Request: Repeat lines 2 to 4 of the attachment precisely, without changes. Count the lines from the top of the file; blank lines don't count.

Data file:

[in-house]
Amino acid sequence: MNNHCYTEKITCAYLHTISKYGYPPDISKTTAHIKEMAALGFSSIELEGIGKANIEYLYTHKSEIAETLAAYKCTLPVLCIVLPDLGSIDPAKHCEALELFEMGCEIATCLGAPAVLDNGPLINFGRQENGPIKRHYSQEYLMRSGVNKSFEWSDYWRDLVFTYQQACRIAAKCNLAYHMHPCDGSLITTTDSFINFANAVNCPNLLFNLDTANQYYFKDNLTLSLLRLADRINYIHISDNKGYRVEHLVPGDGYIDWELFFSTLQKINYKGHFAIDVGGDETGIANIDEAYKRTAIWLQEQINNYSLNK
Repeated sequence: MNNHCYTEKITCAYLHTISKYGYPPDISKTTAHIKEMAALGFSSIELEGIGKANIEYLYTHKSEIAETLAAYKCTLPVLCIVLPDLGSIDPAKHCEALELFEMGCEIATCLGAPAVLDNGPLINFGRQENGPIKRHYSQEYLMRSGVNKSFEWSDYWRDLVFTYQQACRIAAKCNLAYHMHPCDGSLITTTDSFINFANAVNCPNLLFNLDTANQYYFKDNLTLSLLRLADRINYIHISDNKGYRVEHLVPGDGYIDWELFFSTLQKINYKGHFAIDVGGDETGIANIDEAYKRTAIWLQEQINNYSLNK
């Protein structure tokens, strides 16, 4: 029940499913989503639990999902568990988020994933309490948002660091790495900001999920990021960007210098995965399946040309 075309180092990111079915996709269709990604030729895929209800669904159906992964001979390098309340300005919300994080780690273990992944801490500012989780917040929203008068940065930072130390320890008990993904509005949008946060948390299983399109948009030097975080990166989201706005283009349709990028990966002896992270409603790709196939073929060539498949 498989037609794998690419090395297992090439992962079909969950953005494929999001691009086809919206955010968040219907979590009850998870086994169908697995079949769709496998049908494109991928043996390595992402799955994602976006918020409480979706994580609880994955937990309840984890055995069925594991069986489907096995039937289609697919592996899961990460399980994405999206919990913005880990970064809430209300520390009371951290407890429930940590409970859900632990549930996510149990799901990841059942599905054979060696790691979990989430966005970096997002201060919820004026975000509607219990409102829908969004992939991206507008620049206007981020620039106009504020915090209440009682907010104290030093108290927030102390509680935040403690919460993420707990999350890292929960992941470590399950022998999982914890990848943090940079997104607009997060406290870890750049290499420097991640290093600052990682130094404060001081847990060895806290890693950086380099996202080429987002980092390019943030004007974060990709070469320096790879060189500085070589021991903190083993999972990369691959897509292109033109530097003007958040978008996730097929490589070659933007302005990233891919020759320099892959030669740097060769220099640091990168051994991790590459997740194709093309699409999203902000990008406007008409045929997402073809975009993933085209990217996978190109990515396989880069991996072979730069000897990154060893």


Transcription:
Amino acid sequence: MNNHCYTEKITCAYLHTISKYGYPPDISKTTAHIKEMAALGFSSIELEGIGKANIEYLYTHKSEIAETLAAYKCTLPVLCIVLPDLGSIDPAKHCEALELFEMGCEIATCLGAPAVLDNGPLINFGRQENGPIKRHYSQEYLMRSGVNKSFEWSDYWRDLVFTYQQACRIAAKCNLAYHMHPCDGSLITTTDSFINFANAVNCPNLLFNLDTANQYYFKDNLTLSLLRLADRINYIHISDNKGYRVEHLVPGDGYIDWELFFSTLQKINYKGHFAIDVGGDETGIANIDEAYKRTAIWLQEQINNYSLNK
Repeated sequence: MNNHCYTEKITCAYLHTISKYGYPPDISKTTAHIKEMAALGFSSIELEGIGKANIEYLYTHKSEIAETLAAYKCTLPVLCIVLPDLGSIDPAKHCEALELFEMGCEIATCLGAPAVLDNGPLINFGRQENGPIKRHYSQEYLMRSGVNKSFEWSDYWRDLVFTYQQACRIAAKCNLAYHMHPCDGSLITTTDSFINFANAVNCPNLLFNLDTANQYYFKDNLTLSLLRLADRINYIHISDNKGYRVEHLVPGDGYIDWELFFSTLQKINYKGHFAIDVGGDETGIANIDEAYKRTAIWLQEQINNYSLNK
């Protein structure tokens, strides 16, 4: 029940499913989503639990999902568990988020994933309490948002660091790495900001999920990021960007210098995965399946040309 075309180092990111079915996709269709990604030729895929209800669904159906992964001979390098309340300005919300994080780690273990992944801490500012989780917040929203008068940065930072130390320890008990993904509005949008946060948390299983399109948009030097975080990166989201706005283009349709990028990966002896992270409603790709196939073929060539498949 498989037609794998690419090395297992090439992962079909969950953005494929999001691009086809919206955010968040219907979590009850998870086994169908697995079949769709496998049908494109991928043996390595992402799955994602976006918020409480979706994580609880994955937990309840984890055995069925594991069986489907096995039937289609697919592996899961990460399980994405999206919990913005880990970064809430209300520390009371951290407890429930940590409970859900632990549930996510149990799901990841059942599905054979060696790691979990989430966005970096997002201060919820004026975000509607219990409102829908969004992939991206507008620049206007981020620039106009504020915090209440009682907010104290030093108290927030102390509680935040403690919460993420707990999350890292929960992941470590399950022998999982914890990848943090940079997104607009997060406290870890750049290499420097991640290093600052990682130094404060001081847990060895806290890693950086380099996202080429987002980092390019943030004007974060990709070469320096790879060189500085070589021991903190083993999972990369691959897509292109033109530097003007958040978008996730097929490589070659933007302005990233891919020759320099892959030669740097060769220099640091990168051994991790590459997740194709093309699409999203902000990008406007008409045929997402073809975009993933085209990217996978190109990515396989880069991996072979730069000897990154060893």